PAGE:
She had an active faith in Jesus & was heavily involved in our family church in Dundonald. In fact, she was on her way to Sunday School to teach her P6 class when she collapsed. The message she was preparing to give to them was Jesus promise in John 14:3 "And if I go to prepare a place for you (in heaven), I will come back and take you to be with me that you also may be where I am." I like to think this was the last thought that passed through her mind.
I'm really going to miss Mum. Her quiet presence, her quirks and the way she loved her grandchildren so deeply and how they lit up her life in the last few years. Most of all I'm going to miss Mum's smile and laughter; she really was so full of life and most of my grieving is for the years of fun & joy (especially with the kids) which we feel she has been robbed off.
Friday, 16 March 2012
Thanks for clicking on this link... a few of you have got new Youth Bibles & are now wondering; "where do you start with this?" Others haven't read your Bible in a while & are just looking for a kick start. Here's a few pointers to get you going. I can provide more thoughts/answer questions if you like or just ask a Vibe leader for some help.
1) If you want to get to know God better (who He is, what He says, what He does), the Bible is always the best place to start as that's the main way that God decided to let us know about Him & Jesus' rescue plan.
2) Our world is quite noisy & we're easily distracted, so best to set aside some time when you turn off mobiles/computers & get some space in your house, so that you can tune into God's voice speaking to you through the Bible (even Jesus needed space to connect with God!!!)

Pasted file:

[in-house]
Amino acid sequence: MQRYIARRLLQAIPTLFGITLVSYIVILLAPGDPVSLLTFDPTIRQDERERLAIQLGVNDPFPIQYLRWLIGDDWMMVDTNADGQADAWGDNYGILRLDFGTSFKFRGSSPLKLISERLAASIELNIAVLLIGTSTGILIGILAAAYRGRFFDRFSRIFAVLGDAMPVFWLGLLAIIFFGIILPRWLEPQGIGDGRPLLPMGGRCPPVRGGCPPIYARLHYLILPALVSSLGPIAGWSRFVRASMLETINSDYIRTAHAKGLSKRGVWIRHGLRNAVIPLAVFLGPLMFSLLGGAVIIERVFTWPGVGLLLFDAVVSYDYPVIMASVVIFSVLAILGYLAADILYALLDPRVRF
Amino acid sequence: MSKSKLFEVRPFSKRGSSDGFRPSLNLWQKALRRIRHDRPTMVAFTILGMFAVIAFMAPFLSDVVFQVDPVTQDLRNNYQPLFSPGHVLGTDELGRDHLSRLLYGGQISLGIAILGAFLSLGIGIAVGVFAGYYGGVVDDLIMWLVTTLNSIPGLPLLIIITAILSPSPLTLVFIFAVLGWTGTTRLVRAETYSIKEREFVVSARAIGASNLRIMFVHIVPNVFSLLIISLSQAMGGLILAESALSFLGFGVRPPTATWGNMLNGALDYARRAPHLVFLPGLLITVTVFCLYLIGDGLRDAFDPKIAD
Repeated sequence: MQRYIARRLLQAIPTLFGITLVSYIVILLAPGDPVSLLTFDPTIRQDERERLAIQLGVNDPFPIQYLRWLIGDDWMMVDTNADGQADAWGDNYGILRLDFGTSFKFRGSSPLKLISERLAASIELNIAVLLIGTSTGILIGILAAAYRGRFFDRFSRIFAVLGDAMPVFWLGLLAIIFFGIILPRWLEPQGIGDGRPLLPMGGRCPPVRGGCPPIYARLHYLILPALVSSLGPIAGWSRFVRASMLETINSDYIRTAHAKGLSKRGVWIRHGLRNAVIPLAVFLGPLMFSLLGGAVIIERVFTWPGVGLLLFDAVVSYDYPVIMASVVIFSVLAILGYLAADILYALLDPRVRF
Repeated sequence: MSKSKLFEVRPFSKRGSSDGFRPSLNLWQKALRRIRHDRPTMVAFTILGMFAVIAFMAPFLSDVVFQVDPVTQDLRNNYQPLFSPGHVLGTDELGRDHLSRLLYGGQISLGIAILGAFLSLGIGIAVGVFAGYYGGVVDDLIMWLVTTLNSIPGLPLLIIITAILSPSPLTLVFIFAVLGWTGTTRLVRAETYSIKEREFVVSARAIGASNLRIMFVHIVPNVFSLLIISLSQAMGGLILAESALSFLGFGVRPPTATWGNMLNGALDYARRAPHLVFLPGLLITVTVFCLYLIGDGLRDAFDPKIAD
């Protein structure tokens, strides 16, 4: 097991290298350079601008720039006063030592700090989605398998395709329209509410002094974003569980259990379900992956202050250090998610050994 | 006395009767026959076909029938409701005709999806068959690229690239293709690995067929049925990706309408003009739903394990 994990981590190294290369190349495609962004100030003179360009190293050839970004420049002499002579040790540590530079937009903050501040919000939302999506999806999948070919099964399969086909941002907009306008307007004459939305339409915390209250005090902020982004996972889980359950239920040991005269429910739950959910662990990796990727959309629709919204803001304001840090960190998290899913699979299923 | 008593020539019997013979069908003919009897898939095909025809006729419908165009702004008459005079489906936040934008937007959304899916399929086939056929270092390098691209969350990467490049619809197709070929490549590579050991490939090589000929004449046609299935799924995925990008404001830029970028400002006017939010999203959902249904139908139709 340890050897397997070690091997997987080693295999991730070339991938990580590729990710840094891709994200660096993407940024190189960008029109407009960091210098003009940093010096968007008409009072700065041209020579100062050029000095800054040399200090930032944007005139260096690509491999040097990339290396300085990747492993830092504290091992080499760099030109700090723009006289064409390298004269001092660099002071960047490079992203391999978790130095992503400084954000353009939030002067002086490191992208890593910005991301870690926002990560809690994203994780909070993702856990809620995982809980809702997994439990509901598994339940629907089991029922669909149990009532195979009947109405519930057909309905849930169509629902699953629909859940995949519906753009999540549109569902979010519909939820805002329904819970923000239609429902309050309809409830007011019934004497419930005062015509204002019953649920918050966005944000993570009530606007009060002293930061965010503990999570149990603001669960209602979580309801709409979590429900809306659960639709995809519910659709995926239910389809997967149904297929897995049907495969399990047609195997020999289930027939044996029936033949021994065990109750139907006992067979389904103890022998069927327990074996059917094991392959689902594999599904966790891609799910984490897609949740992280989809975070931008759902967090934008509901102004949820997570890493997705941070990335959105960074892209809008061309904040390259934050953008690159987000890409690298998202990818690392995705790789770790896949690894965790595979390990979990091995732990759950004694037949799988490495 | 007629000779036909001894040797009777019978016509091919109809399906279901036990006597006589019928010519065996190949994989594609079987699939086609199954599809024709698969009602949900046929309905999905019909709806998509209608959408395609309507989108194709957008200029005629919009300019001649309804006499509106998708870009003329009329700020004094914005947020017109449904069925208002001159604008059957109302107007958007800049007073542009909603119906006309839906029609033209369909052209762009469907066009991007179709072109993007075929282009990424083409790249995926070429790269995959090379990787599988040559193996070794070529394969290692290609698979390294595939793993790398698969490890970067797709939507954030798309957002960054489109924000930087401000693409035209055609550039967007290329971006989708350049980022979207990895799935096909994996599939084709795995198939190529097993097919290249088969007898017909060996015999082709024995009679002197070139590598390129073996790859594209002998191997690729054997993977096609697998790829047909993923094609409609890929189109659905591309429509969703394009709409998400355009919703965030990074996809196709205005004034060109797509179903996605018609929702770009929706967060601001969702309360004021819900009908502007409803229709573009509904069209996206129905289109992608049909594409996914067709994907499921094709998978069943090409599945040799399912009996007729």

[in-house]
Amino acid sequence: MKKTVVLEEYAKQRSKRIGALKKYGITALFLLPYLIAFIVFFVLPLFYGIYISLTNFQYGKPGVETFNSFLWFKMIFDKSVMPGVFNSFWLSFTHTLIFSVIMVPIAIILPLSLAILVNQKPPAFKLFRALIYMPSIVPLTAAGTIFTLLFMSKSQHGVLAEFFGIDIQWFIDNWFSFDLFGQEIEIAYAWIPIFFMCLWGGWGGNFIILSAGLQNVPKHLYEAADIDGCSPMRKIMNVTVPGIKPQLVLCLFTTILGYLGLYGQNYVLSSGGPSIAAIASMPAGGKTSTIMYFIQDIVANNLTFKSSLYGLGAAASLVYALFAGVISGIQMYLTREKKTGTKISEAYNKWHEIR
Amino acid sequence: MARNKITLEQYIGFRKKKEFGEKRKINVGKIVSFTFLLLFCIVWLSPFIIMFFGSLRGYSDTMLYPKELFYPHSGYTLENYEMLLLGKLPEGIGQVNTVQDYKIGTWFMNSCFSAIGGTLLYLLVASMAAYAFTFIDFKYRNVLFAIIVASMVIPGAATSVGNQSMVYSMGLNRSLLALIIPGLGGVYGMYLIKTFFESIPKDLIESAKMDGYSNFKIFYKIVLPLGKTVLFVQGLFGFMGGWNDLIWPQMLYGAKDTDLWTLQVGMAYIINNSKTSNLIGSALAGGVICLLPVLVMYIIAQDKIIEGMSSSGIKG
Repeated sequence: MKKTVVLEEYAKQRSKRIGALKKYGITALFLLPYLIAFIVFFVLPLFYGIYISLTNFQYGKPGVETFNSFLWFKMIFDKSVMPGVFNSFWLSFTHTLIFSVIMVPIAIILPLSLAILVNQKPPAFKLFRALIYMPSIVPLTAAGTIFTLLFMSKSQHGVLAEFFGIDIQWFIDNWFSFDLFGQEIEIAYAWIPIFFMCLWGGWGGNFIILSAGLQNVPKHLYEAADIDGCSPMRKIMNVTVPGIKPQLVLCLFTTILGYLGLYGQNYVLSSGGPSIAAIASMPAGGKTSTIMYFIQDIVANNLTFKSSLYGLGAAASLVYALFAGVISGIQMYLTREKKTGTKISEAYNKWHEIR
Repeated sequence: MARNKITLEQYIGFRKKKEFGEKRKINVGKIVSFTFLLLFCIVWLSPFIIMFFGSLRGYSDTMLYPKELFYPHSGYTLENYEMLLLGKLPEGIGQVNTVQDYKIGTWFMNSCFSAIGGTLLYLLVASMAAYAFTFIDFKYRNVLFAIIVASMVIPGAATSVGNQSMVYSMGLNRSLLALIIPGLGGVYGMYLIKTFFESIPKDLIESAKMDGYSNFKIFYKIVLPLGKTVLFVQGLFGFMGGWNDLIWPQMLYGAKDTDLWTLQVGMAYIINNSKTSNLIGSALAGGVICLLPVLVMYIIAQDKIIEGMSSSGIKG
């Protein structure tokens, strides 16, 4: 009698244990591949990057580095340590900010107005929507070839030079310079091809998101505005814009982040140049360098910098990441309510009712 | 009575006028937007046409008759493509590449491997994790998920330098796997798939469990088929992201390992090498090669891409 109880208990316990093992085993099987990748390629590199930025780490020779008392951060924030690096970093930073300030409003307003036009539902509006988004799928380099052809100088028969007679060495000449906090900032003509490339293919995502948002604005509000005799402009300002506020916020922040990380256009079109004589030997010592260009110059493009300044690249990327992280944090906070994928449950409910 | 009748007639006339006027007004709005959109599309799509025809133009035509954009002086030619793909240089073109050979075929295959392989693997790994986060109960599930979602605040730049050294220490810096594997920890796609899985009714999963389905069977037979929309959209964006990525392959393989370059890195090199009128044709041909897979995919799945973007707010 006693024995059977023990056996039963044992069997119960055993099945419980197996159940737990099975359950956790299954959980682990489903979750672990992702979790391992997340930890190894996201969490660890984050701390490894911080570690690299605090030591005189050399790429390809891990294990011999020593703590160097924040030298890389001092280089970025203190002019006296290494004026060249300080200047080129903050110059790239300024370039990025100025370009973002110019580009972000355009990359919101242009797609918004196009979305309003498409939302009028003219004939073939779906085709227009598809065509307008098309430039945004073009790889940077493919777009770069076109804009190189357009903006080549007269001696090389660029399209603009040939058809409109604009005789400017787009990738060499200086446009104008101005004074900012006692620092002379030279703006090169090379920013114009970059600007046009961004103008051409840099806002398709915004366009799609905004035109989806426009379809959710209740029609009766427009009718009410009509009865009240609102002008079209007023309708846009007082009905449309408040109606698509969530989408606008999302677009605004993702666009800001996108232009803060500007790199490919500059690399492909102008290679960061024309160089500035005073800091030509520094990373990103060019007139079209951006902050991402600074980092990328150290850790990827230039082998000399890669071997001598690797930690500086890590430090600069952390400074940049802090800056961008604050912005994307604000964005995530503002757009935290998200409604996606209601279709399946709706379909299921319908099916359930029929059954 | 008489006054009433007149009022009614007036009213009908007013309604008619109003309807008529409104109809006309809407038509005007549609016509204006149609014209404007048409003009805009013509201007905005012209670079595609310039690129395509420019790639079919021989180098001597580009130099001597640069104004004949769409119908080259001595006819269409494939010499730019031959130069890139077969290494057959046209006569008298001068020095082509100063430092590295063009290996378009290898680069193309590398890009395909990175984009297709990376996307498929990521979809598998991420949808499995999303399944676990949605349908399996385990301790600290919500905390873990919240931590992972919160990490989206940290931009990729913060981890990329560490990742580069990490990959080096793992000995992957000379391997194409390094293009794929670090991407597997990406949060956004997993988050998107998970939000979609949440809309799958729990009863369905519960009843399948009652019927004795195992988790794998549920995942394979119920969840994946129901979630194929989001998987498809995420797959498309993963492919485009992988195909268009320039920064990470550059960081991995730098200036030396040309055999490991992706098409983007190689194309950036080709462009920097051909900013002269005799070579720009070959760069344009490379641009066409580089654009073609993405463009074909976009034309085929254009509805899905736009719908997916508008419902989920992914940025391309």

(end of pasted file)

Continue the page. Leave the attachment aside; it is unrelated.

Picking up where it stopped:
3) You might find it helpful to start with a short, honest prayer. For example, "God, I'm not really sure if you exist or how to read this Bible; so if you're real, please help me." or "Lord, help me to think about you during this time."
4) Some people begin with the first book "Genesis", but if you're new to this my advice is to use "the Word 4U 2Day" notes we give out at The Vibe or start reading through one of the stories about Jesus (the one written by "Mark" is a good one to start with).
5) Don't try to read too much in one go; unless it's going really well. As you read ask, "what's going on in this story?" "what are you doing God?" "what do you want to teach me God about who you are or what you want me to do?"
6) It's often helpful to keep a wee notebook beside you. Write down your favourite verses that stand out (or highlight them in your Bible)... write down a prayer (just be honest)... draw a picture or write a song if that helps you... take a note of questions (and ask a leader about them).
7) Go to a church service or join a youth group (like RED!!!) where you can ask questions & get more help from others in how to understand the Bible.
Try to relax. When you give time to seeking God & getting to know Him - He is always pleased!
Friday, 9 March 2012
Wednesday, 15 February 2012
Henri Nouwen has been stimulating my brain juices recently. Here's a quote to bat around & hold onto...
“We often confuse unconditional love with unconditional approval. God loves us without conditions but does not approve of every human behavior. God doesn’t approve of betrayal, violence, hatred, suspicion, and all other expressions of evil, because they all contradict the love God wants to instill in the human heart. Evil is the absence of God’s love. Evil does not belong to God.
God’s unconditional love means that God continues to love us even when we say or think evil things. God continues to wait for us as a loving parent waits for the return of a lost child. It is important for us to hold on to the truth that God never gives up loving us even when God is saddened by what we do. That truth will help us to return to God’s ever-present love.” - Henri Nouwen